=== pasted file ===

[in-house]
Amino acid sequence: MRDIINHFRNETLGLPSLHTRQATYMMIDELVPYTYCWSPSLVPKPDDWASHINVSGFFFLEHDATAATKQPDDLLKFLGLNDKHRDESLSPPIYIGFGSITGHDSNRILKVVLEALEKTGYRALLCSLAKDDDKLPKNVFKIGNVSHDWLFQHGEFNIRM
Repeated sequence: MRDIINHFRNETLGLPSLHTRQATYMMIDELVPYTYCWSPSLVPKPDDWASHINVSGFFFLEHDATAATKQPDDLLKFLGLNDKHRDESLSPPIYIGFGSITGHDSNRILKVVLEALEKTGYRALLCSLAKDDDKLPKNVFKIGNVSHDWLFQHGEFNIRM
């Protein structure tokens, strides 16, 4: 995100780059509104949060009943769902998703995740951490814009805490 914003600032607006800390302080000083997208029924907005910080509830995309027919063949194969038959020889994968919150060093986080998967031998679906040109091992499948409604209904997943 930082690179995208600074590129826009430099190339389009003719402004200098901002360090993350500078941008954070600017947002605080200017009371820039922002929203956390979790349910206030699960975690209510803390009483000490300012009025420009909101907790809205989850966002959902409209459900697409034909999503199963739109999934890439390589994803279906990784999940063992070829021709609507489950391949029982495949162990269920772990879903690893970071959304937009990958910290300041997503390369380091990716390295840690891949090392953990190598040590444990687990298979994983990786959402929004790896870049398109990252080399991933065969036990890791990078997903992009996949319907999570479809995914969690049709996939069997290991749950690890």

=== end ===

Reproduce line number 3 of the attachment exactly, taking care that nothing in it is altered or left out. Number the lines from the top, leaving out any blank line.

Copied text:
Repeated sequence: MRDIINHFRNETLGLPSLHTRQATYMMIDELVPYTYCWSPSLVPKPDDWASHINVSGFFFLEHDATAATKQPDDLLKFLGLNDKHRDESLSPPIYIGFGSITGHDSNRILKVVLEALEKTGYRALLCSLAKDDDKLPKNVFKIGNVSHDWLFQHGEFNIRM